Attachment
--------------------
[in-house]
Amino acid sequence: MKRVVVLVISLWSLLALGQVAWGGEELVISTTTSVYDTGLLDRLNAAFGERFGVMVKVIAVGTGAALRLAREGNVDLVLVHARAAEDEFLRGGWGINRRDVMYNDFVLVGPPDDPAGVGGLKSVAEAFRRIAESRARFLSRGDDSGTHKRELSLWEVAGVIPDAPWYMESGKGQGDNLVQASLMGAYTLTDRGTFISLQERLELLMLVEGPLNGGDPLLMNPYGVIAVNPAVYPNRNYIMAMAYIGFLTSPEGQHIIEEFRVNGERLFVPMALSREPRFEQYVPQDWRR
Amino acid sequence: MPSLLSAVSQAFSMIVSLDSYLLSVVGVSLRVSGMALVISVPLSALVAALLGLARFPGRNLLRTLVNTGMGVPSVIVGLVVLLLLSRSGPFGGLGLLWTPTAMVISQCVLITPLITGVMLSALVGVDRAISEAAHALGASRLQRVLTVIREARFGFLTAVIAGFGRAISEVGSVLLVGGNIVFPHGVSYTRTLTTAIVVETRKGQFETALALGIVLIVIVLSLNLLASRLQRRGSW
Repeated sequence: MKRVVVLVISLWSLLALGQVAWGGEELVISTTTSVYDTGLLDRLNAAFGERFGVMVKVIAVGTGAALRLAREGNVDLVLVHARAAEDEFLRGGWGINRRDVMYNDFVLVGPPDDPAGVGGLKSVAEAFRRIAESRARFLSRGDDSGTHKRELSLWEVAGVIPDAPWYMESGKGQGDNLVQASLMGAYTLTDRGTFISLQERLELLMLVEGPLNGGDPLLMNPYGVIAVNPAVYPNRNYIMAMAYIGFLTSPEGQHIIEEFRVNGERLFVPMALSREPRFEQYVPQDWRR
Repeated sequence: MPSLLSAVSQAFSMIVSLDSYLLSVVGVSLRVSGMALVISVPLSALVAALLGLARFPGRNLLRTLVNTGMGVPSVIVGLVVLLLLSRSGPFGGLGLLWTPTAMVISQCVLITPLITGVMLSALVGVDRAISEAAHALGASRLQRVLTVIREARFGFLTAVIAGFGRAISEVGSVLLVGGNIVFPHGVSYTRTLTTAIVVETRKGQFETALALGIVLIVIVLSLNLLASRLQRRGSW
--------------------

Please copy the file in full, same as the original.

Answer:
[in-house]
Amino acid sequence: MKRVVVLVISLWSLLALGQVAWGGEELVISTTTSVYDTGLLDRLNAAFGERFGVMVKVIAVGTGAALRLAREGNVDLVLVHARAAEDEFLRGGWGINRRDVMYNDFVLVGPPDDPAGVGGLKSVAEAFRRIAESRARFLSRGDDSGTHKRELSLWEVAGVIPDAPWYMESGKGQGDNLVQASLMGAYTLTDRGTFISLQERLELLMLVEGPLNGGDPLLMNPYGVIAVNPAVYPNRNYIMAMAYIGFLTSPEGQHIIEEFRVNGERLFVPMALSREPRFEQYVPQDWRR
Amino acid sequence: MPSLLSAVSQAFSMIVSLDSYLLSVVGVSLRVSGMALVISVPLSALVAALLGLARFPGRNLLRTLVNTGMGVPSVIVGLVVLLLLSRSGPFGGLGLLWTPTAMVISQCVLITPLITGVMLSALVGVDRAISEAAHALGASRLQRVLTVIREARFGFLTAVIAGFGRAISEVGSVLLVGGNIVFPHGVSYTRTLTTAIVVETRKGQFETALALGIVLIVIVLSLNLLASRLQRRGSW
Repeated sequence: MKRVVVLVISLWSLLALGQVAWGGEELVISTTTSVYDTGLLDRLNAAFGERFGVMVKVIAVGTGAALRLAREGNVDLVLVHARAAEDEFLRGGWGINRRDVMYNDFVLVGPPDDPAGVGGLKSVAEAFRRIAESRARFLSRGDDSGTHKRELSLWEVAGVIPDAPWYMESGKGQGDNLVQASLMGAYTLTDRGTFISLQERLELLMLVEGPLNGGDPLLMNPYGVIAVNPAVYPNRNYIMAMAYIGFLTSPEGQHIIEEFRVNGERLFVPMALSREPRFEQYVPQDWRR
Repeated sequence: MPSLLSAVSQAFSMIVSLDSYLLSVVGVSLRVSGMALVISVPLSALVAALLGLARFPGRNLLRTLVNTGMGVPSVIVGLVVLLLLSRSGPFGGLGLLWTPTAMVISQCVLITPLITGVMLSALVGVDRAISEAAHALGASRLQRVLTVIREARFGFLTAVIAGFGRAISEVGSVLLVGGNIVFPHGVSYTRTLTTAIVVETRKGQFETALALGIVLIVIVLSLNLLASRLQRRGSW